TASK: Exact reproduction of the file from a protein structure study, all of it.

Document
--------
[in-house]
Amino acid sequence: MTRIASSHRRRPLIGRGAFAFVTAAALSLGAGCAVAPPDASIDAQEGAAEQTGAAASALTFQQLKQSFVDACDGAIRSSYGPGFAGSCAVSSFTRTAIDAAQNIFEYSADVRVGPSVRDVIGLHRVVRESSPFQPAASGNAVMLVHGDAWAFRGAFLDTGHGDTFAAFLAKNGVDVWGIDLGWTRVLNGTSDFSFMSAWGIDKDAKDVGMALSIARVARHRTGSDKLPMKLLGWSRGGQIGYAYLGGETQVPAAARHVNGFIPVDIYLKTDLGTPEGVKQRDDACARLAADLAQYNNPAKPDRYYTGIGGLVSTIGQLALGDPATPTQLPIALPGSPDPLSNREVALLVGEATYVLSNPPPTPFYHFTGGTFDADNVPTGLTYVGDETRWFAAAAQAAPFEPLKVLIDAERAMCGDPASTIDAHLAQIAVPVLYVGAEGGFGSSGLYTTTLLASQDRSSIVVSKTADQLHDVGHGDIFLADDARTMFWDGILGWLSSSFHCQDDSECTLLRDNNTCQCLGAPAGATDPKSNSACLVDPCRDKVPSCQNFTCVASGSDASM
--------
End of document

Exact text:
[in-house]
Amino acid sequence: MTRIASSHRRRPLIGRGAFAFVTAAALSLGAGCAVAPPDASIDAQEGAAEQTGAAASALTFQQLKQSFVDACDGAIRSSYGPGFAGSCAVSSFTRTAIDAAQNIFEYSADVRVGPSVRDVIGLHRVVRESSPFQPAASGNAVMLVHGDAWAFRGAFLDTGHGDTFAAFLAKNGVDVWGIDLGWTRVLNGTSDFSFMSAWGIDKDAKDVGMALSIARVARHRTGSDKLPMKLLGWSRGGQIGYAYLGGETQVPAAARHVNGFIPVDIYLKTDLGTPEGVKQRDDACARLAADLAQYNNPAKPDRYYTGIGGLVSTIGQLALGDPATPTQLPIALPGSPDPLSNREVALLVGEATYVLSNPPPTPFYHFTGGTFDADNVPTGLTYVGDETRWFAAAAQAAPFEPLKVLIDAERAMCGDPASTIDAHLAQIAVPVLYVGAEGGFGSSGLYTTTLLASQDRSSIVVSKTADQLHDVGHGDIFLADDARTMFWDGILGWLSSSFHCQDDSECTLLRDNNTCQCLGAPAGATDPKSNSACLVDPCRDKVPSCQNFTCVASGSDASM